The best remaining free agent shortstop has a deal. Dansby Swanson and the Chicago Cubs have agreed on a seven-year, $177 million deal, reports Russell Dorsey of Bally Sports. The team has not yet confirmed the signing. The other top free agent shortstops -- Xander Bogaerts, Carlos Correa, and Trea Turner -- all signed earlier this offseason. The Cubs were long rumored to be on at least one of them and the smoke was the heaviest around Swanson from the beginning of the offseason.
Swanson, 29 in February, was selected No. 1 overall in the 2015 draft by the Arizona Diamondbacks, though they traded him to this hometown Atlanta Braves six months later in the ill-fated Shelby Miller deal. In parts of seven seasons with Atlanta, Swanson authored a .255/.321/.417 line and averaged 20 home runs and 2.8 WAR per 162 games. He was part of their 2021 World Series-winning club.
The 2022 season was Swanson's best. He slashed .277/.329/.447 with 25 home runs, and a big jump in defensive stats allowed him to post a career best 5.7 WAR. Swanson rated as an above-average defender previously, then this past season the numbers jumped to among the best in the league. Our R.J. Anderson ranked Swanson the No. 9 free agent this offseason. Here's his write-up:
Swanson has elevated his game during the Pandemic Era. In addition to launching 62 home runs since 2020, the third-most among everyday shortstops, he's hit for a roughly league-average or better OPS in each of the last three seasons. If there is an area of concern for him offensively, it's his swing-and-miss tendency. Swanson checked in 120th out of the 130 batters who qualified for a batting title in contact rate and the only shortstops to whiff more frequently last season were Javier Báez and Jorge Mateo, neither of whom had a particularly good offensive showing. To Swanson's credit, he has a better feel for the strike zone than either of them. He also continues to grade well defensively, particularly on balls that require him to move in or to his right. The risk here is that Swanson's strikeout rate will balloon as he ages and loses bat speed, but his power and defense should give him a solid base to work from.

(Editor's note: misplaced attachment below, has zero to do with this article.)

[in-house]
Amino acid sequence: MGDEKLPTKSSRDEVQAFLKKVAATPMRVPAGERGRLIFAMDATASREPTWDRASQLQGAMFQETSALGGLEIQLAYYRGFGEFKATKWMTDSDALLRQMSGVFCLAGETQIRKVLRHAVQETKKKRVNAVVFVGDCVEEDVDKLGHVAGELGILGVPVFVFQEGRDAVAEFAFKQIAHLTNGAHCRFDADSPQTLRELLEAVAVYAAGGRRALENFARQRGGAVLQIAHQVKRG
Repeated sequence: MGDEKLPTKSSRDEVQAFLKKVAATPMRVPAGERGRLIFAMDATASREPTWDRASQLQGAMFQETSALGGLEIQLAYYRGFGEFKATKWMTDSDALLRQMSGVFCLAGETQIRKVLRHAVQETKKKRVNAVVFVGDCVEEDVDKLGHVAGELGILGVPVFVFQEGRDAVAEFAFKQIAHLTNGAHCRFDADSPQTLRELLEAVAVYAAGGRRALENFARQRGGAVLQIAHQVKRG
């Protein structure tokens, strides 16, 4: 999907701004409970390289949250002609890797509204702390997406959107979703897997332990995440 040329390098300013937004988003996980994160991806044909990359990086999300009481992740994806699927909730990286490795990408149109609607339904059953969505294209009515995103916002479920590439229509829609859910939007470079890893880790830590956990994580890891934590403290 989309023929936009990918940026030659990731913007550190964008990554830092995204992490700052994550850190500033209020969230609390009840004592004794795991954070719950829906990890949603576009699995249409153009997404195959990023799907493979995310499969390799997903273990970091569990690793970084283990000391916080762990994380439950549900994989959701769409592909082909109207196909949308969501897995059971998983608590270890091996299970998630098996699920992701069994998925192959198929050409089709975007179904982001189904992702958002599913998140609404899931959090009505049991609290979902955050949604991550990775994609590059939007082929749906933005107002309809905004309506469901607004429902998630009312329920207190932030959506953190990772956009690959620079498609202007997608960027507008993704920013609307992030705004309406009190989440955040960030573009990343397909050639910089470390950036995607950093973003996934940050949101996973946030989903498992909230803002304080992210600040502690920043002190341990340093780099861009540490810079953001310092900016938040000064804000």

With the addition of Swanson, incumbent shortstop Nico Hoerner likely moves to second base, where he 68 games of MLB experience. He scored very well defensively at shortstop last season, so he'll likely be a well above-average second baseman, giving the Cubs and outstanding double-play combo. With the shift being limited next season, this should be a strong plus for the Cubs.
As for the Braves, youngster Vaughn Grissom will probably take over at shortstop barring any other moves. He appeared in 41 games as a rookie last season, slashing .291/.353/.440 (121 OPS+) with six doubles, five homers, 18 RBI, 24 runs, five stolen bases and 0.8 WAR. He's very talented, but he's only appeared in 63 games above A-ball, so it's possible there will be growing pains. Still, the Braves' player development infrastructure provides plenty of reasons for optimism. If Grissom struggles, Orlando Arcia is another in-house option to play short.
The big question with Swanson is if his offensive gains can hold. He was sub-par-to-average offensively in 2017-19 and 2021. Offense is where the Cubs need help, too, as they were 11th in the NL in runs and 10th in OPS last season. So far this offseason, they picked up a lottery ticket in Cody Bellinger, but lost Willson Contreras in free agency. It's possible Seiya Suzuki makes gains in his second full MLB season, but otherwise, as things stand, the Cubs would be counting on Bellinger and Swanson to improve the group that lost Contreras' production.
In all likelihood, the Cubs aren't done adding, of course. There's no reason to sign players like Bellinger, Swanson and Jameson Taillon unless the attempt is making a 74-win team into a contender.
For now, though, consider it a plus for the Cubs -- especially on defense -- to grab Swanson.